“Dirt”-y movie tells how we’ve sold our soils

dirtthemovieThe last page of every issue of Edible San Francisco contains this anonymous quotation: "Despite its artistic pretensions and its many accomplishments, humankind owes its existence to a six-inch layer of topsoil and the fact that it rains." One could even go so far and say that most life — plants, birds, reptiles, insects, and mammals — also owes its existence to this thin layer of topsoil. Unfortunately, humanity has been taking topsoil for granted, and paying the price in many ways, from regional famines to aquatic dead zones to a global loss of biodiversity.

dirt_poster_0A film like "Dirt!" is thus quite timely.* Over the course of 90 minutes, the film follows the classic structure of environmental documentaries: exposition followed by outrage, gloom, and doom, capped with an uplifting conclusion. It alternates between archival footage, cute cartoons about dirt, and interviews with luminaries like Vandana Shiva, Nobel Laureate Wangaari Mathai, Wes Jackson of the Land Institute, and Andy Lipkis of Tree People. "Dirt!" attempts to explain humanity's connection to dirt: how we are mistreating it, how we can restore it, and how it can restore us. This last point is illustrated by a visit to a church in Chimayo, New Mexico, where the dirt is believed to have healing powers, and to a prison in New York, where a small garden provides a place for some inmates to learn landscaping skills while also learning about self-control and gaining self-esteem.

Although it is a little short on the science of dirt and a little long on the gloom and doom (did we really need to see 10 minutes of mining explosions?), in the end the film is inspiring and made me want to work in my tiny garden, tend my composting worms, and appreciate this living thing that keeps us all alive.

Watch for screenings of this independent film in your area. And if you're putting together a food or farming film festival, this would be a fantastic addition to the program.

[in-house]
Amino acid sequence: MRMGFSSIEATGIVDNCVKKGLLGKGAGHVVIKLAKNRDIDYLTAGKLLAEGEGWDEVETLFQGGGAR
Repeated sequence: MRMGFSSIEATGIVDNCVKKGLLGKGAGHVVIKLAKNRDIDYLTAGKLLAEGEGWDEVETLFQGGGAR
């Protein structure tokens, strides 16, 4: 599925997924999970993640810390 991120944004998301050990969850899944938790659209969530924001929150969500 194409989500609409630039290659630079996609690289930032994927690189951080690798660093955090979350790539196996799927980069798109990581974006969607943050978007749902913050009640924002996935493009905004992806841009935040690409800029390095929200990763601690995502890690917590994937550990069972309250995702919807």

*"Dirt!" should not be confused with "In Good Heart: Soil and the Mystery of Fertility," a film by Deborah Koons Garcia that is currently in production, with a release target of Spring 2010. Over at Grist, Tom Philpott interviewed Koons Garcia about her project during Slow Food Nation in 2008.

2 Responsesto ““Dirt”-y movie tells how we’ve sold our soils”

  1. Cherie says:

    Sorry to hear that its a little heavy on the "doom and gloom"-I get why that footage needs to be there but it still sucks to watch it. Regardless, it sounds as though the film is worth seeing if only to reaffirm why I put the effort into the things I do (composting, gardening etc.).

    Cheers,
    Cherie
    http://cheriepicked.com

  2. Interesting. We live on very poor mountain soil. The top soil is 1/4" or so thick and the total soil is typically only inches to a foot of soil before ledge or bedrock. We got livestock in a large part to generate manure to make better soil for our gardens. What we learned later from experience, and then had confirmed by the college extension, is that managed rotational grazing, which we do, improves the soil out in the pastures. This works because the plants are importing carbon and nitrogen and the animals are importing nutrients via their feed (winter hay, apple pomace and whey) such that gradually we have seen our soils improve. This is most noticeable in the winter paddocks which we then use for gardens in the summer. Then there's the compost of course. The point of all this being that it is possible, even easy, to reverse the loss of soils, to improve the dirt. Where once we had very poor gardens we now have rich soils.

    The one thing that saddens me is when I see the land paved over. I know it will be a long time before a field or forest grows there again. The good news, it will. We're but a blip.